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  • Open Access

P73. Functional characterisation of HBV-specific T cell receptors for redirection of T cells against HBV infected hepatocytes

  • 1,
  • 1,
  • 2,
  • 1,
  • 3,
  • 3,
  • 4,
  • 2 and
  • 1
Journal for ImmunoTherapy of Cancer20142 (Suppl 2) :P47

https://doi.org/10.1186/2051-1426-2-S2-P47

  • Published:

Keywords

  • Intracellular Cytokine Staining
  • Infected Hepatocyte
  • HepaRG Cell
  • Killing Assay
  • Kill Target Cell

Chronic HBV infection, which is accompanied by a weak and oligoclonal T cell response, is the most common cause of hepatocellular carcinoma (HCC). Current antiviral therapies do not eliminate the virus, but T cell therapy will very likely do so. From PBMCs of two HLA-A2+ acutely infected patients and a donor who cleared HBV infection we have established several HBV-specific monoclonal T cell lines. Thereof we isolated 11 different T cell receptors (TCR) that are specific for the HBV S-protein derived peptides S20 (FLLTRILTI) and S172 (WLSLLVPFV) or for the C18 core-peptide (FLPSDFFPSV). The aim of this study was a functional comparison of our set of HBV-specific TCRs in order to identify TCRs with optimal recognition of HBV peptides presented on HLA-A2.

By murinization and codon-optimisation of gene sequences of TCR a and b chains, fused by a P2A element for polycystronic expression, TCR expression after retroviral transduction was increased 2-fold to 60% of PBMCs expressing an HBV-specific TCR.

PBMCs transduced with the 11 optimised HBV-specific TCRs were compared in killing assays using peptide-pulsed T2 cells, LCLs and HBV-replicating HepG2.2.15 cells as targets. CD8+ T cells transduced with the core-specific TCRs killed target cells loaded with 0.01 nM of peptide. Cells specific for the S20 and S172 peptide were less sensitive with a specific lysis as low as 0.1 nM. Expression of most of the HLA-A2 restricted HBV-specific TCRs in CD4+ T cells also led to specific cytotoxicity, which was 10-fold reduced in sensitivity compared to CD8+ T cells and independent of CD8 co-receptor binding. Notably, our HBV-specific TCRs recognised peptide presented on various different HLA-A2 subtypes.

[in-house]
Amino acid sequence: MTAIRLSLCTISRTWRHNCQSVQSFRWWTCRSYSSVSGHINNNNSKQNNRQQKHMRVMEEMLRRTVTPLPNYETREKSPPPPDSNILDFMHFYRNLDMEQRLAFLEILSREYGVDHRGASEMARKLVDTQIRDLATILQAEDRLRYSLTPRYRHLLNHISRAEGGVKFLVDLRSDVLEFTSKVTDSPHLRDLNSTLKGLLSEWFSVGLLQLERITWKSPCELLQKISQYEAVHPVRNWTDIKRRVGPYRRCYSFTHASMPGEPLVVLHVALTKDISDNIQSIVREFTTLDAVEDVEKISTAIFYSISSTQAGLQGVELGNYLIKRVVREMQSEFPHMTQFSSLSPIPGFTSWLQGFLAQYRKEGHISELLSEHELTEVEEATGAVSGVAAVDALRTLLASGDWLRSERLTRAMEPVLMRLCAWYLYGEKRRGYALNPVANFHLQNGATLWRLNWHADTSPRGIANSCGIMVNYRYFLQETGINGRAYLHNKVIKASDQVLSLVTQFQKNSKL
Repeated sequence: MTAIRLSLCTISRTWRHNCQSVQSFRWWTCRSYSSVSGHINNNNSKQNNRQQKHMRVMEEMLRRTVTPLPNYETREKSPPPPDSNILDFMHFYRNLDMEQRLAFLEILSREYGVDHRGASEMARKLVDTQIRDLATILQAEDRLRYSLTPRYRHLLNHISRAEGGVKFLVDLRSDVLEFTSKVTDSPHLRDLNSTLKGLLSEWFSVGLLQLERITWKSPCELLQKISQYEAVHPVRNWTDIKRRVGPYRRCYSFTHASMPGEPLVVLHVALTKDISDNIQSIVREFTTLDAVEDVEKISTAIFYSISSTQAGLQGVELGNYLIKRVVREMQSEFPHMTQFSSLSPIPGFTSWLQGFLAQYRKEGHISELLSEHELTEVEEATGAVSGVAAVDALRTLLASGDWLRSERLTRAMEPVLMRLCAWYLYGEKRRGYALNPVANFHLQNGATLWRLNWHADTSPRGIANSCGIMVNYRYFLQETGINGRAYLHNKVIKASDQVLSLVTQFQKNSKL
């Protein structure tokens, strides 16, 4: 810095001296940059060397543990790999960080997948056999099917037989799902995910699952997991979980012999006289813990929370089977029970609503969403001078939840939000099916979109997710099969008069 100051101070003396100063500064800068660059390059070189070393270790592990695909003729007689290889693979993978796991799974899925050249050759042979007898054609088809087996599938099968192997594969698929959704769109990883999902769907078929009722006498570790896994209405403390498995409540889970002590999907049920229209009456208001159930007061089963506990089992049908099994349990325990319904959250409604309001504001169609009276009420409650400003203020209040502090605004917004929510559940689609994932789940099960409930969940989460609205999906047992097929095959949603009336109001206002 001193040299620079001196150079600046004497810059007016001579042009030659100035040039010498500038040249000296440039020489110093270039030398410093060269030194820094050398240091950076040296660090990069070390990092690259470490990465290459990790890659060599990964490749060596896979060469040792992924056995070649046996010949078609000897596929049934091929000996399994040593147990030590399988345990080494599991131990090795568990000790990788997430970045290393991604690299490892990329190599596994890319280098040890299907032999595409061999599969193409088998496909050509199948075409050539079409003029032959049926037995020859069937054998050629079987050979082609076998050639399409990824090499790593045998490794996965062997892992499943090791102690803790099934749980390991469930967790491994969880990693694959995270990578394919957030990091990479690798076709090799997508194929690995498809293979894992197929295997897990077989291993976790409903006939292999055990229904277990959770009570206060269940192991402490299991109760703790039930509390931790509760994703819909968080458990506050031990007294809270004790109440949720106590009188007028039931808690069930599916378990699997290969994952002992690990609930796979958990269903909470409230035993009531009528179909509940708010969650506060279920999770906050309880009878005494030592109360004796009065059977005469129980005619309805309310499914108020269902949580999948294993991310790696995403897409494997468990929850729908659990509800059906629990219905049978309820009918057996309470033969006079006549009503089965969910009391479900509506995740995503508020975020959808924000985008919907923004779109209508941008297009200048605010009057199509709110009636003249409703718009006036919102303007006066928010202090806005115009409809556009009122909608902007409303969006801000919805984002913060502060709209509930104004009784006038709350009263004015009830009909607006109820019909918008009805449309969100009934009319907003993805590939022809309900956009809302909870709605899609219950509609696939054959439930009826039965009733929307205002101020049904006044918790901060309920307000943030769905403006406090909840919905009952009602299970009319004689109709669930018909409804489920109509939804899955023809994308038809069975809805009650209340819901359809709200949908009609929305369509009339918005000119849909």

CD8+ T cells transduced with HBV-specific TCRs were also able to recognise endogenously processed peptides and specifically kill HBV-replicating hepatoma cells and strongly reduce cccDNA levels in HBV-infected HepaRG cells.

In addition, intracellular cytokine staining after stimulation showed that the TCR-transduced CD8+ T cells were polyfunctional, secreting INF-γ, TNF-α and IL-2, whereas CD4+ T cells produced mainly TNF-a and/or IL-2.

We will further analyse our HBV-specific TCRs in HBV/HLA-A2 transgenic mice in order to identify the TCR that confers best antiviral activity. Our HBV-specific TCRs may be used for elucidating specific anti-HBV mechanisms exerted by T cells, and most importantly, for adoptive T cell therapy of chronic hepatitis B and HBV-induced HCC.

Authors’ Affiliations

(1)
TU Muenchen / Helmholtz Zentrum Muenchen, Institute of Virology, Muenchen, Germany
(2)
Klinikum rechts der Isar, III. Medizinische Klinik, Muenchen, Germany
(3)
Max-Delbrück Center for Molecular Medicine, Berlin, Germany
(4)
TU Muenchen, Institute for Medical Microbiology Immunology and Hygiene, Muenchen, Germany

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